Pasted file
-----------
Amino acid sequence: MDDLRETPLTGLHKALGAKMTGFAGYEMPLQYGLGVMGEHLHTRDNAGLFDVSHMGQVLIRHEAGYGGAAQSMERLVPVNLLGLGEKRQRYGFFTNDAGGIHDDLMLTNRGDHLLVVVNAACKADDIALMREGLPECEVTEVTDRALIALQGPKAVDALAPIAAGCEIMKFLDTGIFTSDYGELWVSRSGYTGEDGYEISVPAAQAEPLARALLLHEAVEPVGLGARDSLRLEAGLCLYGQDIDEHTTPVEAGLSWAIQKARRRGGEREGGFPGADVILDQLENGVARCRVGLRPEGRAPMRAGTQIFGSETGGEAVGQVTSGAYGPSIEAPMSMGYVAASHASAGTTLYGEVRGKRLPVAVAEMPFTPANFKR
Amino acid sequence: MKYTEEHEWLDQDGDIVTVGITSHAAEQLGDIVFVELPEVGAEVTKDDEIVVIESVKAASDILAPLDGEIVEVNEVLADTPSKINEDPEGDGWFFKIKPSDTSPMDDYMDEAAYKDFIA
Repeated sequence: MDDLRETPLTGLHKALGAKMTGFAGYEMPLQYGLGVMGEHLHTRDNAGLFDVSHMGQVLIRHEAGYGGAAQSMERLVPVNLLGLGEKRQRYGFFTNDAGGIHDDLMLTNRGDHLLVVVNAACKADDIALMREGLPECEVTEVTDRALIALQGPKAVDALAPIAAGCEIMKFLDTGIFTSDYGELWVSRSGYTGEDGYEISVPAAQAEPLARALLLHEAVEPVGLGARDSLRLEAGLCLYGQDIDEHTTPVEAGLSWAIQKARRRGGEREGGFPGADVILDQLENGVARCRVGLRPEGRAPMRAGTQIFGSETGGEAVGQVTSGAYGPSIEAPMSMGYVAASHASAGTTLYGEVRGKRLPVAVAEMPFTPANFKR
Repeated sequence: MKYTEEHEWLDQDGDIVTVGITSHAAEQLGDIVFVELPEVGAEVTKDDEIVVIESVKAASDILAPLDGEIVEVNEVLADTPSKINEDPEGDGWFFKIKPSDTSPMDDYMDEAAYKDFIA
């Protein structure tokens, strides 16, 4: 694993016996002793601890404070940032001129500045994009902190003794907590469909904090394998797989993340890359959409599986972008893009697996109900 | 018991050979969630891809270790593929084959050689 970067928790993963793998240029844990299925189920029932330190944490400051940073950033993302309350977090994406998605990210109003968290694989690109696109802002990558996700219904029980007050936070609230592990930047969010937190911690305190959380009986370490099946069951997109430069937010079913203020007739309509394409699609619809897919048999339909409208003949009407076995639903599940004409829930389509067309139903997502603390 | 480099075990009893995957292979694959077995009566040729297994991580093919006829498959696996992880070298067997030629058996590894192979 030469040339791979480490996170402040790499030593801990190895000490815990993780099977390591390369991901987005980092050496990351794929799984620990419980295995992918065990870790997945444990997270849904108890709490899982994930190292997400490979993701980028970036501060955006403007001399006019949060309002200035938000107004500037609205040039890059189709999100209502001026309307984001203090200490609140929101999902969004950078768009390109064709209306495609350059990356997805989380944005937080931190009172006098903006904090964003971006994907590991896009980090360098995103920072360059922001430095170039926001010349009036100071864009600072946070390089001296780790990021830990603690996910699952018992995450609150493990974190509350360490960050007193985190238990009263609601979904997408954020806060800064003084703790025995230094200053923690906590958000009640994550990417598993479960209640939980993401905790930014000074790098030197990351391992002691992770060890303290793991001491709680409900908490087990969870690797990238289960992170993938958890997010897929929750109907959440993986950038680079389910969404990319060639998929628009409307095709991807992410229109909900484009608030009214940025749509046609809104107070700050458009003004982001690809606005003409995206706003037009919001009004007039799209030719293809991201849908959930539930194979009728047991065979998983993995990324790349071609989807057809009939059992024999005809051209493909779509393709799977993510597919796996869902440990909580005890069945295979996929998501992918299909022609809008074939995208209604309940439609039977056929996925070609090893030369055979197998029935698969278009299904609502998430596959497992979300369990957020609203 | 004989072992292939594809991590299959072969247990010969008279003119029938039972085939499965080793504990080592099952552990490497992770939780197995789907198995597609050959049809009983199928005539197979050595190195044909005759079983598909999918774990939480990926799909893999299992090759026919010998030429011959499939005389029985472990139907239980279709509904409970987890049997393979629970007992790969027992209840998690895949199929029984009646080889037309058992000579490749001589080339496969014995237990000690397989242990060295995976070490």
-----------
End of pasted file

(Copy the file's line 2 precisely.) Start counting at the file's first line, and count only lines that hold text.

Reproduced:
Amino acid sequence: MKYTEEHEWLDQDGDIVTVGITSHAAEQLGDIVFVELPEVGAEVTKDDEIVVIESVKAASDILAPLDGEIVEVNEVLADTPSKINEDPEGDGWFFKIKPSDTSPMDDYMDEAAYKDFIA